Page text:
Tag Archives: grammar check

To Are Or Not To Are – THAT Is The Question

I have a blast writing about the search engine results that bring people to my blog. See here and here and here and here (where we all shared). Now that I can see just how many times I’ve written about search engine results in my short career as a blog writer, I think I need to broaden my horizons, or at least create its own category.

Today, this search engine term found my blog:

Glad you be my neighbor

After a fit of giggles, I just want to say, I’m so glad you found my blog with that search.

1. Because that’s going to make me laugh for days

2. It’s an opportunity for me to send you here (Lesson Tutor – “because everyone needs a little help now and then”) and here (Grammar Guide) and here (Quiz School – Verb Usage) and here (Hamlet’s Soliloquy – just for fun).

Now, quit wasting your time reading these blogs and go get ed-u-ma-cated!



Filed under Words

Flummoxed Doesn’t Even Begin To Describe – And Neither Does Eliminate, Apparently

A dear friend of mine was inspired to call in to a nationally syndicated talk radio show. The topic of the program that day hit a nerve and she had something to share. She waited on hold while entertaining her toddler in the background. She finally got through. Live. On the air. She said her piece and used the word, “flummoxed.” She was flummoxed. A beautiful synonym for the words confused and perplexed. But the radio personality interrupted her, as he’s known to do, and accused her of not knowing what the word meant.

Now, I will admit, I do not use the word “flummoxed” every day. Or very often, for that matter. So I wouldn’t fault you for not being familiar. But he accused her, on the national airwaves, and asked her to define the word even though she had just used it correctly in a sentence.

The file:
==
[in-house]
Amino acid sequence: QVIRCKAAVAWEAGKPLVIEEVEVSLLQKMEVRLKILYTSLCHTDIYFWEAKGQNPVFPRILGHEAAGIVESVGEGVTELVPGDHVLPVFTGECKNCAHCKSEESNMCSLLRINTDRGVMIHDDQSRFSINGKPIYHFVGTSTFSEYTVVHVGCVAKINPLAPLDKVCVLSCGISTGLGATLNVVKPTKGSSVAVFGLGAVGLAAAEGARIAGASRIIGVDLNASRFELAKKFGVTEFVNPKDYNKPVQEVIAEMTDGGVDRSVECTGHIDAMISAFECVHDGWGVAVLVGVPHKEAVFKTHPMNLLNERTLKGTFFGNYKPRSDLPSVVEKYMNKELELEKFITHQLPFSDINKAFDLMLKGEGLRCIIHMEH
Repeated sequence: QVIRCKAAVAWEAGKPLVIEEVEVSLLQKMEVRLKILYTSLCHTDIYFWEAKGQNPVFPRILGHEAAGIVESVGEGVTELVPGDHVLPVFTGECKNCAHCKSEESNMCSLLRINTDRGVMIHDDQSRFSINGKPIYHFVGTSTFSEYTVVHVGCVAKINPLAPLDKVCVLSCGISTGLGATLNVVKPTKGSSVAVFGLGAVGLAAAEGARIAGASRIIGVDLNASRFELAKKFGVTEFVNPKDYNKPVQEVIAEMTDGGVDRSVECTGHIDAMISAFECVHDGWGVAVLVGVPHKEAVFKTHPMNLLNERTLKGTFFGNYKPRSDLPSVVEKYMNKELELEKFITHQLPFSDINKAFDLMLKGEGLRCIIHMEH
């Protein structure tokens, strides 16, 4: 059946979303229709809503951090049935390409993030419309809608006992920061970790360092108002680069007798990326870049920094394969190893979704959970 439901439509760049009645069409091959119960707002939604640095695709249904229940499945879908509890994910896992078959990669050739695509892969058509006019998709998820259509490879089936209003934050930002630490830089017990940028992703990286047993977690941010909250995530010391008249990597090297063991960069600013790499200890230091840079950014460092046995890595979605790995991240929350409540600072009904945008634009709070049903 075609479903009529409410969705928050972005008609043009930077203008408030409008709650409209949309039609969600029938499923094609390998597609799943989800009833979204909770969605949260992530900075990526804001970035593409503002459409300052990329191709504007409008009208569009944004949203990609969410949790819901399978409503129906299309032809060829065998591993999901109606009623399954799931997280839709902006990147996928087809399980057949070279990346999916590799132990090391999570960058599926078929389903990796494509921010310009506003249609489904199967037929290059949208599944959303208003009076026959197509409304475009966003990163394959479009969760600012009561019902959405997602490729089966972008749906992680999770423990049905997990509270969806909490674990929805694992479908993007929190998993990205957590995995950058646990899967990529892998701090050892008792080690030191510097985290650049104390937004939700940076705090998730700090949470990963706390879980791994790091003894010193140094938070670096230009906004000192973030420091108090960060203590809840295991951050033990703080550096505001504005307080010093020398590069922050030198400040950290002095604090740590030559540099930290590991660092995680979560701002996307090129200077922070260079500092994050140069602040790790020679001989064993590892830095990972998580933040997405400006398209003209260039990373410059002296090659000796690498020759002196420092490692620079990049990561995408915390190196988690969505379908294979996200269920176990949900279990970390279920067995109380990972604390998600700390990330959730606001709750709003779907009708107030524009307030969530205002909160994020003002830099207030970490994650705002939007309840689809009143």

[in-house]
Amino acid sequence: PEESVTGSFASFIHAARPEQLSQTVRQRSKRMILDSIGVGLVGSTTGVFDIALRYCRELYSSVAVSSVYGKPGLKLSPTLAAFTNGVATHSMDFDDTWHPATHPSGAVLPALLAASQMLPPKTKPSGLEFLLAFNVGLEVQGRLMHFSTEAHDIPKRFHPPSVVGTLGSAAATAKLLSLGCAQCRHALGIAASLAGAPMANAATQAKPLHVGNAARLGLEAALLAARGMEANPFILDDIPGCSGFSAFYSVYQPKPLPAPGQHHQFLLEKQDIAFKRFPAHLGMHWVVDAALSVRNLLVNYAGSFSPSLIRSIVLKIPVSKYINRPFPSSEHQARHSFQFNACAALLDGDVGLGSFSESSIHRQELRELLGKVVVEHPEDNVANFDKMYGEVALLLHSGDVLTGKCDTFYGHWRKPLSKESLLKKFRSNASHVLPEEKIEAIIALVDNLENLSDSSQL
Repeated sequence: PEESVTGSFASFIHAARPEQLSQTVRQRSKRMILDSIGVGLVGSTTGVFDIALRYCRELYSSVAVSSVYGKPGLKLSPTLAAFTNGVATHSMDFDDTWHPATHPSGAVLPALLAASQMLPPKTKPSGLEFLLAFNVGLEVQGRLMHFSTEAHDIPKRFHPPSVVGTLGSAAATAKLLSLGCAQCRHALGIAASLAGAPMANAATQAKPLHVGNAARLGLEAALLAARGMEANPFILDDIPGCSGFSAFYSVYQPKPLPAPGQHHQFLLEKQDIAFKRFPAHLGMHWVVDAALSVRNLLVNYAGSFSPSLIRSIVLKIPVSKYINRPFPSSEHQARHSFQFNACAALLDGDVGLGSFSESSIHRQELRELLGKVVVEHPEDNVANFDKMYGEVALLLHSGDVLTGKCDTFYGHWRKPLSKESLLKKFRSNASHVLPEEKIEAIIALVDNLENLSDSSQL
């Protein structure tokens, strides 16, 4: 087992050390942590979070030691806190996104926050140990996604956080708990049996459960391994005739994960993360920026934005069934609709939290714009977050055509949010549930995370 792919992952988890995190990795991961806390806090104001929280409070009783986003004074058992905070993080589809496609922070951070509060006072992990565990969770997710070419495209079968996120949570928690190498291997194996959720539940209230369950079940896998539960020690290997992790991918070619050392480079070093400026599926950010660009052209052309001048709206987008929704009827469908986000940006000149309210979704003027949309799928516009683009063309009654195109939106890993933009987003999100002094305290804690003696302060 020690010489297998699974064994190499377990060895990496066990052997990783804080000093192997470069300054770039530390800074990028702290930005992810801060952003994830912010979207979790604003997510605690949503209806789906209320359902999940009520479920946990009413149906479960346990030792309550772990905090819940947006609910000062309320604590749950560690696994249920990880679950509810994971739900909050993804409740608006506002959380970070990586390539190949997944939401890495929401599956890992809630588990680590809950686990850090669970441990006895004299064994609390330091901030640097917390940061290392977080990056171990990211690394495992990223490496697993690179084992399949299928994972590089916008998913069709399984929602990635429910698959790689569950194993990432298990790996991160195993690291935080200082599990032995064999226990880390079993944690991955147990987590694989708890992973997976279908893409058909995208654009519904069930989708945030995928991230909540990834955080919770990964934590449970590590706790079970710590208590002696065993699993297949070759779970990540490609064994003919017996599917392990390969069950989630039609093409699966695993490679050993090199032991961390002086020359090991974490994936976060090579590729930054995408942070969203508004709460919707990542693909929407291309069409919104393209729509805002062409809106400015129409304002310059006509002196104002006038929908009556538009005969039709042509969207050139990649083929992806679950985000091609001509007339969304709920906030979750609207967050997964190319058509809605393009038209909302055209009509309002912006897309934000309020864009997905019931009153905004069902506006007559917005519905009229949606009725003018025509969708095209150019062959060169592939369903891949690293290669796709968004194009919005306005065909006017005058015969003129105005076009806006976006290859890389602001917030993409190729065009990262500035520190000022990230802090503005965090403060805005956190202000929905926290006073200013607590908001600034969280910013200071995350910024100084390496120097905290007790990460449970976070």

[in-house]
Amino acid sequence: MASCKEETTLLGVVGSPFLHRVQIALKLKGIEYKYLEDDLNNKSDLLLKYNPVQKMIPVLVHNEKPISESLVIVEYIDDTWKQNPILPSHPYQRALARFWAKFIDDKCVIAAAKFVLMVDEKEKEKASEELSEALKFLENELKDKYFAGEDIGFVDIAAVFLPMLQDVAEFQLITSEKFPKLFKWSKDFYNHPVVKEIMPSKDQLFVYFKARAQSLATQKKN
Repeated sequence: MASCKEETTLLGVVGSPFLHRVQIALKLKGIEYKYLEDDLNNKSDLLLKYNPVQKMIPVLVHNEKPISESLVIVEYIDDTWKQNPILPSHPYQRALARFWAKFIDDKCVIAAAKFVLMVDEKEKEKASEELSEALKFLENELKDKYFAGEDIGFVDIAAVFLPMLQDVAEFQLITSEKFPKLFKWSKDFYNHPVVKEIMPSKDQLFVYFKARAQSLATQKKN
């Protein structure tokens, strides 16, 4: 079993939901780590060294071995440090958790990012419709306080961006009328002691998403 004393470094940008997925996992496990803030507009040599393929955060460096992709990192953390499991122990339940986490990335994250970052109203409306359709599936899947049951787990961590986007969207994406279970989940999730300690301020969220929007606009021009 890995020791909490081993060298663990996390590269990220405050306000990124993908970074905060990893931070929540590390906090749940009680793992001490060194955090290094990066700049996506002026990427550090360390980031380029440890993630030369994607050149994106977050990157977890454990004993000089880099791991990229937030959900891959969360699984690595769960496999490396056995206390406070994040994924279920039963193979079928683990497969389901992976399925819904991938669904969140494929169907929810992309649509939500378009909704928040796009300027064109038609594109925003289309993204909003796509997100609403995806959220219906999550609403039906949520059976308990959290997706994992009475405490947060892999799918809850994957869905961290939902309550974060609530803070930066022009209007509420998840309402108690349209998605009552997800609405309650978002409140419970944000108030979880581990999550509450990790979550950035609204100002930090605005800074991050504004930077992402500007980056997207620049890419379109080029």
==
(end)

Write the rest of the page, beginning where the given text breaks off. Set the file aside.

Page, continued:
(snicker, snicker – I’ll bet he didn’t know what it meant!)

So she defined it. Correctly. And of course she did. She’s a well-educated-former-attorney-turned-stay-at-home-mom-and-it’s-driving-her-crazy-because-she-loved-her-work-but-she’s-doing-it-anyway-because-she-feels-that’s-what’s-best-for-her-kids and that’s what I love about her. And he treated her, for all the world to hear, like just another “dumb housewife.”


While proofing a post I created recently (ok, proofing is not really the correct term – more like pressing the spell check button) I came across a blue line underneath the word “eliminate.” I slowly checked my spelling. E-l-i-m-i-n-a-t-e. Nope. It’s spelled right. I re-read the sentence. “I will never be able to eliminate them from my life.” Nope. Used correctly. Hmmmmm. Please explain, I asked the spell/grammar check program.

This is what it said:

Try a simpler word for eliminate

Where possible you should use a simple word over a complex word. Simple words are easier to read and let your readers focus on your ideas.

Replace eliminate with

  • cut
  • drop
  • end

Are you kidding me? Eliminate is a complex word? Not where I come from. I’m talking to other moms out there (and a few enlightened dads – thanks guys!). Moms (and cool dads) who are well versed in the world of elimination, if you get my drift.

I remember reading a while back that the average newspaper article should reflect a 5th grade reading level. A 5th grader should be able to read an article, understand all of the words and the point being made. I remember having the words “analyze” and “system” on a 2nd grade spelling test and thinking I was a big shot. Surely a 5th grader understands the meaning of the word “eliminate.”

So, WordPress thinks that the word “eliminate” is too difficult for my blog readers to understand? Apparently my writing has too many run-on and incomplete sentences, too. No surprise there – and I was just beginning to embrace that quirky nuance of my style. I also use passive voice on occasion. How else would you say “she was flummoxed” or “should be able to?”


I think I will just have to eliminate the WordPress spell check feature from my pre-posting routine. You are all just going to have to put up with my mis-spellings, run-ons, incomplete sentences and passive writing. I’m hard enough on myself. I don’t need WordPress rubbing it in.

And because, well, frankly?

I’m flummoxed.


Filed under Lessons Learned